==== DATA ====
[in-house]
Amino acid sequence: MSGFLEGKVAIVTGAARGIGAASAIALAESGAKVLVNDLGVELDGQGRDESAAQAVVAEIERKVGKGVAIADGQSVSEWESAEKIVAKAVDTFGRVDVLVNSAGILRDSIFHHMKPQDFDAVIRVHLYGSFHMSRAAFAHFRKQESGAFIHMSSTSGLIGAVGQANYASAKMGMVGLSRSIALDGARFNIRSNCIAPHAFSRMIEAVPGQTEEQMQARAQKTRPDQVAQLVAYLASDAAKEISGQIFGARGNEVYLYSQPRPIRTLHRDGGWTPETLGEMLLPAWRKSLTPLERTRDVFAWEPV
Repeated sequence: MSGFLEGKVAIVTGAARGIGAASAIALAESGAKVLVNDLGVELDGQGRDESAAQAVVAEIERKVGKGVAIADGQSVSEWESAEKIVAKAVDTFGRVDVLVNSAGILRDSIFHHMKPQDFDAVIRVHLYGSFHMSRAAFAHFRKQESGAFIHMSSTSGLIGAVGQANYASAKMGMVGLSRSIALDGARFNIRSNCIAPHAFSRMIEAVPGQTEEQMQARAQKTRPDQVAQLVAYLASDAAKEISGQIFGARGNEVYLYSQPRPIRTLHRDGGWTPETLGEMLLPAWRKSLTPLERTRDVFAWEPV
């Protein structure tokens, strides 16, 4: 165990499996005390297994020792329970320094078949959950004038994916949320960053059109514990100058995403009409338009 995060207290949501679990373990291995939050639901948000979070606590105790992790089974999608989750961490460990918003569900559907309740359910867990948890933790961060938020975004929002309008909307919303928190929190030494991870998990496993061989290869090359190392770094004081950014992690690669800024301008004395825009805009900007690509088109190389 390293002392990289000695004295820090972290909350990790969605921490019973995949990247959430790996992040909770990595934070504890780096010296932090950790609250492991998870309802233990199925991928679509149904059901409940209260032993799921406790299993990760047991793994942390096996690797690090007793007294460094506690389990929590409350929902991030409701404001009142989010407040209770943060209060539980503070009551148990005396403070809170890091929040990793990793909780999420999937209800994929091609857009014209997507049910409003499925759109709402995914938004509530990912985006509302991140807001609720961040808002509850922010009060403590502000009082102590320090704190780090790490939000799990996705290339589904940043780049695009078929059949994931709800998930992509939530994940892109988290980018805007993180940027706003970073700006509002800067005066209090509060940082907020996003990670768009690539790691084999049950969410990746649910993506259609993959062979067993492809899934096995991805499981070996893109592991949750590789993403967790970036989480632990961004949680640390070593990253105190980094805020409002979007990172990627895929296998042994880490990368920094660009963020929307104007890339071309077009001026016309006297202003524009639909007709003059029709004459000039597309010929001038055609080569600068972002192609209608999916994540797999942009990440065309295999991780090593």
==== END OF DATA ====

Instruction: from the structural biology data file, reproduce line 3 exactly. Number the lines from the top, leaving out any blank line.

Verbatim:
Repeated sequence: MSGFLEGKVAIVTGAARGIGAASAIALAESGAKVLVNDLGVELDGQGRDESAAQAVVAEIERKVGKGVAIADGQSVSEWESAEKIVAKAVDTFGRVDVLVNSAGILRDSIFHHMKPQDFDAVIRVHLYGSFHMSRAAFAHFRKQESGAFIHMSSTSGLIGAVGQANYASAKMGMVGLSRSIALDGARFNIRSNCIAPHAFSRMIEAVPGQTEEQMQARAQKTRPDQVAQLVAYLASDAAKEISGQIFGARGNEVYLYSQPRPIRTLHRDGGWTPETLGEMLLPAWRKSLTPLERTRDVFAWEPV